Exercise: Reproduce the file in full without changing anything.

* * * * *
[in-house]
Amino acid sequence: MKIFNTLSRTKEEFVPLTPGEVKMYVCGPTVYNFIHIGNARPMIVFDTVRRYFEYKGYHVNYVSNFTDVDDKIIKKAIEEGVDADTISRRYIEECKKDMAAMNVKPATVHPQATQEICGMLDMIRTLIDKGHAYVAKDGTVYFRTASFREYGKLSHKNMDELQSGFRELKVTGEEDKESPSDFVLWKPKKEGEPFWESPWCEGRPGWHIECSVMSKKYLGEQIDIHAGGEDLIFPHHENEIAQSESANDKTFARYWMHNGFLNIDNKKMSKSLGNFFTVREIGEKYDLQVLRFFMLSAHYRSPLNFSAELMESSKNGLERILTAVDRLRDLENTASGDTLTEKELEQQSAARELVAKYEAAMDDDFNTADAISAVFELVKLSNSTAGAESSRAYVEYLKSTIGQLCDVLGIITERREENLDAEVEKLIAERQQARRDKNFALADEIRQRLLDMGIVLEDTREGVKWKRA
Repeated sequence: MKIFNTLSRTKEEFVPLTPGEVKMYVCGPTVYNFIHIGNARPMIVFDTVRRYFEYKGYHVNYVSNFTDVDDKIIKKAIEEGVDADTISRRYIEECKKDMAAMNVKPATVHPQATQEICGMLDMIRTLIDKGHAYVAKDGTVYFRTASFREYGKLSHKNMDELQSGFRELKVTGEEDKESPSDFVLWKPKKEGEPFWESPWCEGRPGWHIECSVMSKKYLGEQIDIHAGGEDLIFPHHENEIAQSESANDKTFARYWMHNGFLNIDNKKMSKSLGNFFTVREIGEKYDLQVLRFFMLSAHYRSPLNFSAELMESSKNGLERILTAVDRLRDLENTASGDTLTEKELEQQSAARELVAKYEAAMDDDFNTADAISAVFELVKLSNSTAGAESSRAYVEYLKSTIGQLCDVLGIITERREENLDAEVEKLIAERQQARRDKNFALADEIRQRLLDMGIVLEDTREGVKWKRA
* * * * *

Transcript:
[in-house]
Amino acid sequence: MKIFNTLSRTKEEFVPLTPGEVKMYVCGPTVYNFIHIGNARPMIVFDTVRRYFEYKGYHVNYVSNFTDVDDKIIKKAIEEGVDADTISRRYIEECKKDMAAMNVKPATVHPQATQEICGMLDMIRTLIDKGHAYVAKDGTVYFRTASFREYGKLSHKNMDELQSGFRELKVTGEEDKESPSDFVLWKPKKEGEPFWESPWCEGRPGWHIECSVMSKKYLGEQIDIHAGGEDLIFPHHENEIAQSESANDKTFARYWMHNGFLNIDNKKMSKSLGNFFTVREIGEKYDLQVLRFFMLSAHYRSPLNFSAELMESSKNGLERILTAVDRLRDLENTASGDTLTEKELEQQSAARELVAKYEAAMDDDFNTADAISAVFELVKLSNSTAGAESSRAYVEYLKSTIGQLCDVLGIITERREENLDAEVEKLIAERQQARRDKNFALADEIRQRLLDMGIVLEDTREGVKWKRA
Repeated sequence: MKIFNTLSRTKEEFVPLTPGEVKMYVCGPTVYNFIHIGNARPMIVFDTVRRYFEYKGYHVNYVSNFTDVDDKIIKKAIEEGVDADTISRRYIEECKKDMAAMNVKPATVHPQATQEICGMLDMIRTLIDKGHAYVAKDGTVYFRTASFREYGKLSHKNMDELQSGFRELKVTGEEDKESPSDFVLWKPKKEGEPFWESPWCEGRPGWHIECSVMSKKYLGEQIDIHAGGEDLIFPHHENEIAQSESANDKTFARYWMHNGFLNIDNKKMSKSLGNFFTVREIGEKYDLQVLRFFMLSAHYRSPLNFSAELMESSKNGLERILTAVDRLRDLENTASGDTLTEKELEQQSAARELVAKYEAAMDDDFNTADAISAVFELVKLSNSTAGAESSRAYVEYLKSTIGQLCDVLGIITERREENLDAEVEKLIAERQQARRDKNFALADEIRQRLLDMGIVLEDTREGVKWKRA